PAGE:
Hydantoins are often reported as potent anticonvulsant drugs; however, recent studies have highlighted their antinociceptive potential. Based on these reports, this study investigated the antinociceptive and anti-inflammatory activities of the hydantoin derivative 5-(4-isopropylphenyl)-3-phenyl-imidazolidine-2,4-dione (IM-7) using animal models. Treated mice submitted to the acetic acid-induced writhing test showed increase (p<0.01 or p<0.001) in the latency to the first writhing and reduction in the number of abdominal writhing (p<0.001). Furthermore, all doses reduced the nociceptive response in the first (p<0.05 or p<0.001) and second (p<0.001) phases of the formalin test. This effect was inhibited by pretreatment with the antagonists naloxone, sulpiride and caffeine. Additionally, IM-7 (75, 150 and 300 mg/kg, i.p.) reduced (p<0.05 or p<0.001) the glutamate-induced nociceptive response. Carrageenan-induced paw edema was strongly reduced following treatment with all doses of IM-7 (p<0.05, p<0.01 or p<0.001), and so were leukocyte migration and levels of interleukin-1β (300 mg/kg: p<0.001) and tumor necrosis factor-α (300 mg/kg: p<0.01) in carrageenan-induced peritonitis. Therefore, IM-7 decreased the nociceptive response via a mechanism involving the opioid, dopaminergic, and adenosinergic receptors. Its anti-inflammatory action also contributed by decreasing the release of pro-inflammatory cytokines.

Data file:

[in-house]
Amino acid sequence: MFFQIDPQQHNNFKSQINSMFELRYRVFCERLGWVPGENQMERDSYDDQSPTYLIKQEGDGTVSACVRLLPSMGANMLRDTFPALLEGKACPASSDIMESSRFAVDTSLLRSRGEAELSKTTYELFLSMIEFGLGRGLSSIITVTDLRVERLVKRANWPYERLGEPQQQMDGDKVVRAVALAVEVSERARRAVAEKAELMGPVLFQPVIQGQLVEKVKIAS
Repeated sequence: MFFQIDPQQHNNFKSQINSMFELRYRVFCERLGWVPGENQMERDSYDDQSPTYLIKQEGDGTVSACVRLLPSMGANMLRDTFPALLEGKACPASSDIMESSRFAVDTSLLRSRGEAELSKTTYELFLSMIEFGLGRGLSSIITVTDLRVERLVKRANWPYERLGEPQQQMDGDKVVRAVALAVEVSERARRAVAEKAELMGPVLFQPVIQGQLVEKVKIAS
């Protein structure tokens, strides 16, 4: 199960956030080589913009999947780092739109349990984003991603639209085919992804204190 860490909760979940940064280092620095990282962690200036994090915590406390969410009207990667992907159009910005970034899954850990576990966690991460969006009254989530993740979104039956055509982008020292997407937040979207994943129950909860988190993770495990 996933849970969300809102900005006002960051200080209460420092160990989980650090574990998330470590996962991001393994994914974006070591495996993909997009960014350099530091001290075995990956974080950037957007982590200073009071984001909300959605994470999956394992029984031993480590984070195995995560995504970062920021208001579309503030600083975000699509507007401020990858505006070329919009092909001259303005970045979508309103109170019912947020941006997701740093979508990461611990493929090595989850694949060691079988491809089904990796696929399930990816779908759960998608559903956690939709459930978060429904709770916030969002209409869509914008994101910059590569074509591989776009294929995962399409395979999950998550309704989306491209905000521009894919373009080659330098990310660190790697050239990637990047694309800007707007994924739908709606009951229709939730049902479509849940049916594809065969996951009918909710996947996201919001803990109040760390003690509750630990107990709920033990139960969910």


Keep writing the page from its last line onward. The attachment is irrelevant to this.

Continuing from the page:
Key words: Pain, inflammation, IM-7, nociception.
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